I think I outsmarted myself out of catching a solid 7-spot.
You might recall I recently wrote about catching a solid 7-spot after switching from overlapping 9-spots.
To backtrack, I often play Four Card Keno by marking overlapping 9-spots (the first nine numbers and second nine numbers) on adjoining rows.
I decided to collapse the nine spots on one row and re-draw two 7-spots "on top" of the remaining, overlapping 9-spots. These two 7-spots utilize the "outer" eight numbers on the row: the first three numbers linked to the last four, and the first four numbers linked to the last three.
I noted last time that after playing that configuration for a while, the keno machine filled in one of the solid 7-spots for a nice jackpot.
Well, a week ago I was playing the two rows of 9-spots when I decided I would collapse one row and re-draw a couple of cards on top of the remaining 9-spots.
But since I had already hit a solid 7-spot, I figured lightening wouldn’t strike twice on the same machine and instead re-drew two 9-spots consisting of the first five numbers coupled with the last four and the first four numbers coupled with the last five.
Now, I have four 9-spots on the same row. And you can probably guess what filled in: the same solid seven numbers that would have been another jackpot 7-spot, but instead resulted in two 7-of-9 jackpots.
Not bad, but not nearly the 7000-1 payoff for the solid seven.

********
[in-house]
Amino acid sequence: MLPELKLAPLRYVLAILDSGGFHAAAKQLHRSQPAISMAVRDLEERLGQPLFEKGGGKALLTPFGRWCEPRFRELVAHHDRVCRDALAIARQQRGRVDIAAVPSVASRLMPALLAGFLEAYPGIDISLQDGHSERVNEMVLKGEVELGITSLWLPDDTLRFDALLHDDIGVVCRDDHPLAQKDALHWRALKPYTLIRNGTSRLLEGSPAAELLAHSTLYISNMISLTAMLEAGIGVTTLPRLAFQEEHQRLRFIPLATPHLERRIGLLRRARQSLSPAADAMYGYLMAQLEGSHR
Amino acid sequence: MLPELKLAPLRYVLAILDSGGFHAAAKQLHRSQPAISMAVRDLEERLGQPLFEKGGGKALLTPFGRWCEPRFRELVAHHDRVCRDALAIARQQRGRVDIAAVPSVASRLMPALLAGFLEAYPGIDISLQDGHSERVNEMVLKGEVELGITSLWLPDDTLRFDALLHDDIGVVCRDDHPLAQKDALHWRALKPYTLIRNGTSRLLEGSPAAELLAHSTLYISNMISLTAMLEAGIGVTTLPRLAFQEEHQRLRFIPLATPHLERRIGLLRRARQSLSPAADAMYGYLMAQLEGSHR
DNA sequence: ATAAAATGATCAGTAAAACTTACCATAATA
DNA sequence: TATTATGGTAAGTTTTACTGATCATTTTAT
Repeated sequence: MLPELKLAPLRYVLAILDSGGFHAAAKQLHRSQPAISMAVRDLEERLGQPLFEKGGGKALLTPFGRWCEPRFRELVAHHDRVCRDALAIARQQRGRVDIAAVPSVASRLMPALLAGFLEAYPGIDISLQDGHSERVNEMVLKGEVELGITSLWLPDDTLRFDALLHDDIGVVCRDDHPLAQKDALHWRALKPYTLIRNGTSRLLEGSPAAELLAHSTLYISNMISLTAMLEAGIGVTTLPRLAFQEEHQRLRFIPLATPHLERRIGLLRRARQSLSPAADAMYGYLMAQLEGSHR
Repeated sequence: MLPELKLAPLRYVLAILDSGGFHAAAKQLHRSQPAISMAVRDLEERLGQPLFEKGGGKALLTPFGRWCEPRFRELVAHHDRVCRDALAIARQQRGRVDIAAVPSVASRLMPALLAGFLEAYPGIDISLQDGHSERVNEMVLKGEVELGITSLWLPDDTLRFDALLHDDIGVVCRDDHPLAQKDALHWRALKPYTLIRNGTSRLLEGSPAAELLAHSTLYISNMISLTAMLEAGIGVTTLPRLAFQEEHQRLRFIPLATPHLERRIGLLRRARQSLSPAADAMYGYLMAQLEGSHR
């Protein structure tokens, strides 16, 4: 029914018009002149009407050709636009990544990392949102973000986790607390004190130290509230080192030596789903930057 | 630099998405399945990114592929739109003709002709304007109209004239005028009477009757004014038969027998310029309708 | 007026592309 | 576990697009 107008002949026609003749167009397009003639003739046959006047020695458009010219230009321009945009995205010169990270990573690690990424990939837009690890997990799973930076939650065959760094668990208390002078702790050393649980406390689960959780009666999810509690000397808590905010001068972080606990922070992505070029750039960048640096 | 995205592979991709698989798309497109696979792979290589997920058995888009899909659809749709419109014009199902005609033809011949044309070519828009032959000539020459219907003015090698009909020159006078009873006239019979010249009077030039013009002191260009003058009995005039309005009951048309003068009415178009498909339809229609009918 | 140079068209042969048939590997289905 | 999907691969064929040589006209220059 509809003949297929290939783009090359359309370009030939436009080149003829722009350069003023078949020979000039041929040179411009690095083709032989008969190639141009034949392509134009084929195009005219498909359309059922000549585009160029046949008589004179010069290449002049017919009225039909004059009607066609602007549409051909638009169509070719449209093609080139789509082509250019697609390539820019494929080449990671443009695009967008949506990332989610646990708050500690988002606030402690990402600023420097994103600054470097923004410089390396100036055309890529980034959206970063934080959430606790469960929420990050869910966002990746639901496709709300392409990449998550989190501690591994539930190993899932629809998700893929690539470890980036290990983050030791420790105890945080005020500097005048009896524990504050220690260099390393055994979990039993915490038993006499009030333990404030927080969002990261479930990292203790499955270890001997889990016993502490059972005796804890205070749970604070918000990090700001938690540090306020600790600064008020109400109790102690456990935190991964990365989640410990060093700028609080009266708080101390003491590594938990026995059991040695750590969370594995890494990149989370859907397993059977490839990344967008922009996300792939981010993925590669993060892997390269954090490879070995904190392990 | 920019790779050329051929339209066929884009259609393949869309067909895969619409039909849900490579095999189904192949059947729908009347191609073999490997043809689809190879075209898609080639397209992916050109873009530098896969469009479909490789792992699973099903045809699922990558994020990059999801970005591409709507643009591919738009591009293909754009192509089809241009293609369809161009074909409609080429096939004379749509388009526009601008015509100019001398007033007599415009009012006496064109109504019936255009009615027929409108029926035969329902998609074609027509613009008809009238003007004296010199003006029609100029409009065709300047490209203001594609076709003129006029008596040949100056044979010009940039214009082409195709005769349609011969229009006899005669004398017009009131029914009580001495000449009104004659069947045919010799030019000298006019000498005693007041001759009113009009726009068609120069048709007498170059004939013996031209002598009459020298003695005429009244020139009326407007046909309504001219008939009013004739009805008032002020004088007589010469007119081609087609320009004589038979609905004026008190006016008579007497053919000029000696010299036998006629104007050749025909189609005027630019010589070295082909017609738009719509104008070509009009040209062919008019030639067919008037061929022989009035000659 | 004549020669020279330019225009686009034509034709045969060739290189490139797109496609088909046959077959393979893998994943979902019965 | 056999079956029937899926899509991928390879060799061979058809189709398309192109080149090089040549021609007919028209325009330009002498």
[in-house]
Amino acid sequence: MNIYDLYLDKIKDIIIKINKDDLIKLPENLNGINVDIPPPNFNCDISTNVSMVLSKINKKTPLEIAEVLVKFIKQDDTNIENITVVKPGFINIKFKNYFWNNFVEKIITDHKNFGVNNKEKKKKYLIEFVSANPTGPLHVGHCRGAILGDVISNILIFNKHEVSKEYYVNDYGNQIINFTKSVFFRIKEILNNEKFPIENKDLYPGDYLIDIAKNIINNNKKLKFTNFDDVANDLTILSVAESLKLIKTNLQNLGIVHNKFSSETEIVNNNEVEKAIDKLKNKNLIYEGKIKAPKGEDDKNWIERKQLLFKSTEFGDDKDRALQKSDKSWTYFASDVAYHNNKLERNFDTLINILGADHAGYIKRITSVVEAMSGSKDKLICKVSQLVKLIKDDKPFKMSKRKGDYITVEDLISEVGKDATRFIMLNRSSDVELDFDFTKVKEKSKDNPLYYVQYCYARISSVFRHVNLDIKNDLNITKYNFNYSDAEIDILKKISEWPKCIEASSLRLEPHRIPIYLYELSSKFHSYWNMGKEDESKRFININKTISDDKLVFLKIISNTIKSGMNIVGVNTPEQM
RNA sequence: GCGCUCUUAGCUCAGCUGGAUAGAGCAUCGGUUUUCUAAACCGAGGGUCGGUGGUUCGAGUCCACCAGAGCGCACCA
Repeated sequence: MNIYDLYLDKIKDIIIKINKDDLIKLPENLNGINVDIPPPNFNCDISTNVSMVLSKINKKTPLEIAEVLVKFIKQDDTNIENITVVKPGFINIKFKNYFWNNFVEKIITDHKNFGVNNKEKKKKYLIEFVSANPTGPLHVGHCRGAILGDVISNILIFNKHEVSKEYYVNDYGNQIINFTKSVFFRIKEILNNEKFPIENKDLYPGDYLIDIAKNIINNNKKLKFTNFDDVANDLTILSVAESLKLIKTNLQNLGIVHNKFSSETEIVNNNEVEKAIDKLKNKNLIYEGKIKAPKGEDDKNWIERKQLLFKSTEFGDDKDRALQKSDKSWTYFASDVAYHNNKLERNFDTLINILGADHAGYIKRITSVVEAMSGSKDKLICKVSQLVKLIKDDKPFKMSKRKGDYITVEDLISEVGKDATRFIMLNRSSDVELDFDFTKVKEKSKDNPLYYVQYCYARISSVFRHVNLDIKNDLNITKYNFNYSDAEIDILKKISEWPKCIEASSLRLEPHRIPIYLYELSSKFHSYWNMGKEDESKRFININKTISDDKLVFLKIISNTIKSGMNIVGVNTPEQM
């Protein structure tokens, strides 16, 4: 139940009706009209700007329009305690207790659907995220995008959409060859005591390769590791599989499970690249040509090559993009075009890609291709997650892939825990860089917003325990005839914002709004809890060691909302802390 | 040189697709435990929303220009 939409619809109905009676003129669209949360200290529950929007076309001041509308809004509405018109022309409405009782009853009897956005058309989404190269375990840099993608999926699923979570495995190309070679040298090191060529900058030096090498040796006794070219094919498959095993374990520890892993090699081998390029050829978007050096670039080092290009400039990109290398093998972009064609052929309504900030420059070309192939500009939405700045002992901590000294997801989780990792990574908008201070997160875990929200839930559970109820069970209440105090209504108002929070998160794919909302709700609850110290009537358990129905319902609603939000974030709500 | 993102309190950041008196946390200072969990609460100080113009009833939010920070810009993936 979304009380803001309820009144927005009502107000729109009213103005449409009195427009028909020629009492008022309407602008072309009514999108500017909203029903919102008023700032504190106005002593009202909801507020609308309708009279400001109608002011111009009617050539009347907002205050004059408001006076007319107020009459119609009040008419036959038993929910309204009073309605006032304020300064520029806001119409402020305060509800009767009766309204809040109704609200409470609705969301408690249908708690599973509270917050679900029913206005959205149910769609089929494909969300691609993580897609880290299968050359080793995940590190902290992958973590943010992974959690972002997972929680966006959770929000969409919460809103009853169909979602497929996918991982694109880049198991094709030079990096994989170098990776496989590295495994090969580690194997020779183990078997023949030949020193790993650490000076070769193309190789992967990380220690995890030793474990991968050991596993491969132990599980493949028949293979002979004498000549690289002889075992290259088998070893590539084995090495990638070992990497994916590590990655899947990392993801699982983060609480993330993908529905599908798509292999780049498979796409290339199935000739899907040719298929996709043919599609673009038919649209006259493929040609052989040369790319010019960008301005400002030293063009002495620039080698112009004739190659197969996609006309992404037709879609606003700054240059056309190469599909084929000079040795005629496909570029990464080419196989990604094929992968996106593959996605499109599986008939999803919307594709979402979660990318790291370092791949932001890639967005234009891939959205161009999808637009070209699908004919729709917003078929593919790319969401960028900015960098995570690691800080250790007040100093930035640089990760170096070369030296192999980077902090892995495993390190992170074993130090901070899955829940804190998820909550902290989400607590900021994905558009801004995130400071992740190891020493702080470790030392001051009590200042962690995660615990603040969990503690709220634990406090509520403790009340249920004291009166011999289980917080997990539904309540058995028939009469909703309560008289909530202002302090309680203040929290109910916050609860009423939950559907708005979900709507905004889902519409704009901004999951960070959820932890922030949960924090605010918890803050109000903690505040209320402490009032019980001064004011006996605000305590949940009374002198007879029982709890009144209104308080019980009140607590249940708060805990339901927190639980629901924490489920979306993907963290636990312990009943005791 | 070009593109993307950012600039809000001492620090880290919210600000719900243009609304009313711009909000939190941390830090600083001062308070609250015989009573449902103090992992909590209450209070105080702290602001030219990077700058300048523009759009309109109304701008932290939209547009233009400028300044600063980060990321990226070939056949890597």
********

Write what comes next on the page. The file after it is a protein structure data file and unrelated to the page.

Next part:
After that hit, I erased the two 7-spots and re-marked two overlapping 9-spots on the row beneath.
It wasn’t long before I caught a few more 7-of-9 hits. One of them involved eight numbers landing in the row, but not in the right order to catch the high-paying 8-of-9 jackpot.
So, I dropped down to 8-spot configurations: the outer eight numbers and the inner eight numbers on either row.
I eventually caught 7-of-8 for a nice jackpot.
Beyond marking these various configurations, what I got from that session was how these jackpots, albeit minor ones, were hit.
Virtually every jackpot was hit within three or four games of cashing out and immediately re-inserting the ticket into the machine.
That is, the machine was re-set, but it was not sent back to the starting menu.
For whatever reason, that seemed to give impetus to the hits.
Why? The answer is probably buried somewhere in the printed circuits and computer chips.